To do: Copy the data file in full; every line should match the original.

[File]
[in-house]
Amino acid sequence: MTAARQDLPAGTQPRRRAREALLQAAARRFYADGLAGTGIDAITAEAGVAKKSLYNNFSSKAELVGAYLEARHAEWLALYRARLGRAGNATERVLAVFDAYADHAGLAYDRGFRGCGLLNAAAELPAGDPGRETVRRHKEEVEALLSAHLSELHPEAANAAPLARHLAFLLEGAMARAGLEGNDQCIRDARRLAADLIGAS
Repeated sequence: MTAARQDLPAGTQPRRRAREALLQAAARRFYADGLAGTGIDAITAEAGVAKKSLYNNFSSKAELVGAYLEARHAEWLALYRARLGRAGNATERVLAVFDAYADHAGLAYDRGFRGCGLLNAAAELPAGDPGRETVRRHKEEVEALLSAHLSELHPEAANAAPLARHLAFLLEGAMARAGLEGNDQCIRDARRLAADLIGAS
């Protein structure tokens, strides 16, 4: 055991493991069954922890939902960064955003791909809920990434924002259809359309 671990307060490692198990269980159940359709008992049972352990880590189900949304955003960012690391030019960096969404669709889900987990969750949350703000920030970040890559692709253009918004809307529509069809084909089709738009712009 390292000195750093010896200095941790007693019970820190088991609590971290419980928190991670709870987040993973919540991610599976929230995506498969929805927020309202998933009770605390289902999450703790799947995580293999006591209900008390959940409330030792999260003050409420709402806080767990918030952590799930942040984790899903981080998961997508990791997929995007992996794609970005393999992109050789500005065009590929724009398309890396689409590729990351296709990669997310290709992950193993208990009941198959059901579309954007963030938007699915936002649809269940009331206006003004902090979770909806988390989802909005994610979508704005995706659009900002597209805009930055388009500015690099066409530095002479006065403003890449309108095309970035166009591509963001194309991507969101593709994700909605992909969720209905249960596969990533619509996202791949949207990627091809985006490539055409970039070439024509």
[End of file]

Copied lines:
[in-house]
Amino acid sequence: MTAARQDLPAGTQPRRRAREALLQAAARRFYADGLAGTGIDAITAEAGVAKKSLYNNFSSKAELVGAYLEARHAEWLALYRARLGRAGNATERVLAVFDAYADHAGLAYDRGFRGCGLLNAAAELPAGDPGRETVRRHKEEVEALLSAHLSELHPEAANAAPLARHLAFLLEGAMARAGLEGNDQCIRDARRLAADLIGAS
Repeated sequence: MTAARQDLPAGTQPRRRAREALLQAAARRFYADGLAGTGIDAITAEAGVAKKSLYNNFSSKAELVGAYLEARHAEWLALYRARLGRAGNATERVLAVFDAYADHAGLAYDRGFRGCGLLNAAAELPAGDPGRETVRRHKEEVEALLSAHLSELHPEAANAAPLARHLAFLLEGAMARAGLEGNDQCIRDARRLAADLIGAS
């Protein structure tokens, strides 16, 4: 055991493991069954922890939902960064955003791909809920990434924002259809359309 671990307060490692198990269980159940359709008992049972352990880590189900949304955003960012690391030019960096969404669709889900987990969750949350703000920030970040890559692709253009918004809307529509069809084909089709738009712009 390292000195750093010896200095941790007693019970820190088991609590971290419980928190991670709870987040993973919540991610599976929230995506498969929805927020309202998933009770605390289902999450703790799947995580293999006591209900008390959940409330030792999260003050409420709402806080767990918030952590799930942040984790899903981080998961997508990791997929995007992996794609970005393999992109050789500005065009590929724009398309890396689409590729990351296709990669997310290709992950193993208990009941198959059901579309954007963030938007699915936002649809269940009331206006003004902090979770909806988390989802909005994610979508704005995706659009900002597209805009930055388009500015690099066409530095002479006065403003890449309108095309970035166009591509963001194309991507969101593709994700909605992909969720209905249960596969990533619509996202791949949207990627091809985006490539055409970039070439024509």